scare Brother Lee. But then I saw something that stopped me dead in my tracks.
That horse had his long neck wrapped tight around Lee, and Lee had his arms
around Black Diamond’s neck. When I got closer, I seen tears running down Lee’s
cheeks. I thought he was hurt, and I screamed, “Daddy!” But Brother Lee said,
“SHUSH! Black Diamond ain’t hurting me. He’s hugging me.”
that’s when I seen that Brother Lee was smiling through those tears. It made me jealous. “Reckon you and
Black Diamond are bonded for life,” I told him.
“For life and beyond,” he responded.
“Ain’t nothing can separate me and Black Diamond.”
Time passes slow, and three years
went by before Brother Lee realized that he was never going to be able to save
enough money to buy Black Diamond. Shortly after that, in 1967, Brother Lee
graduated from high school. Old Geo told Lee that if he didn’t act fast, the
Army was going to draft him for Viet Nam. He advised Lee to join up with the
marines, because they would make a man out of him. I don’t know why Brother Lee
listened to old Geo, but he did. He went straight to the Marine Corps recruiter
right after his graduation.
The day Brother Lee packed and left for the
bus station, he went to say good bye to Black Diamond. The horse took the sugar
cube that Brother Lee offered him. Lee hugged his neck hard and sobbed like a little
baby, and once again Black Diamond wrapped his neck around Lee and hugged him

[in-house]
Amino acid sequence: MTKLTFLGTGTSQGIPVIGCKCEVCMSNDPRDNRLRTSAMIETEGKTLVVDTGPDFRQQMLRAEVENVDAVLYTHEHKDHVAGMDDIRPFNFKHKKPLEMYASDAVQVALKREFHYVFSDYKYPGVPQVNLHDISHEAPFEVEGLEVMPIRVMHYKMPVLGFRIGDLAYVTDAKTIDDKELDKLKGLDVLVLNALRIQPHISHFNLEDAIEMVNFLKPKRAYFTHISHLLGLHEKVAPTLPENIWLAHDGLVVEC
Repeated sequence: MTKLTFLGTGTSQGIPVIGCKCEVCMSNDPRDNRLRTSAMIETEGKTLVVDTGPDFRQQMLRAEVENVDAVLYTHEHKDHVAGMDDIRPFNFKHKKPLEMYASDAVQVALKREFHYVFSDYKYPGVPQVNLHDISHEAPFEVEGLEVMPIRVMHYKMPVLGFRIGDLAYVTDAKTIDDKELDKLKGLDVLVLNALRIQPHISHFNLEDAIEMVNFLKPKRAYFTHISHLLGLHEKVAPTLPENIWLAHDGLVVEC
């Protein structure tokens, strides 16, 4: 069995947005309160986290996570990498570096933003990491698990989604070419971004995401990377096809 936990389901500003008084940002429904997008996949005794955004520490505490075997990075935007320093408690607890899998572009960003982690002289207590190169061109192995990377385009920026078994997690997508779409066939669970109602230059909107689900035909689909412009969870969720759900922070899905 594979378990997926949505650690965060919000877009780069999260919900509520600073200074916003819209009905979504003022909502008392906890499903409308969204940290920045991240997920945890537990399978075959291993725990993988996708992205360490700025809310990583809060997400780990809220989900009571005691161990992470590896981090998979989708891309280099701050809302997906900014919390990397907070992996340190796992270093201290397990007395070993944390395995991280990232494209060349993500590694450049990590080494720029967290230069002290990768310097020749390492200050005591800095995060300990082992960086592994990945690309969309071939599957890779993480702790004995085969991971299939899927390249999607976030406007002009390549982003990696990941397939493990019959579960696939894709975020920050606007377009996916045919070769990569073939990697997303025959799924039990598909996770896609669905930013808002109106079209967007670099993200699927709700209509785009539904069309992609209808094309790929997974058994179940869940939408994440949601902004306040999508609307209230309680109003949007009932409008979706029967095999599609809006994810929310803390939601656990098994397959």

back. I swear, that horse had tears running down his face, too.
By this time, Black Diamond looked
far older than his years. His swayed back was scarred from all those whippings,
and he was missing big patches of his hair. He was so thin you could see his ribcage
poking out of his sides. He couldn’t pull a plow no more. But when he saw
Brother Lee walking away, something got into that horse. He ran into the middle
of the field and reared up on his hind legs, and then he ran like the wind and
jumped high over the fence that had held him prisoner, so graceful…… just like
the horse he was meant to be. I could see years dropping off his life in that
jump. I could the shiny black, muscular stallion he had been on the day old Geo
brought him home.
Daddy started to go after Black
Diamond, but old Geo called, “No! He aims to see your boy off. Let Black
Diamond go with him to the bus station. He’ll come on back when he’s of a mind
to. Suits me if he don’t come back at all. That horse is more trouble than he’s
worth these days.”
Sure enough, Black Diamond caught up
to Brother Lee at the big oak tree on the edge of our property. Lee stopped and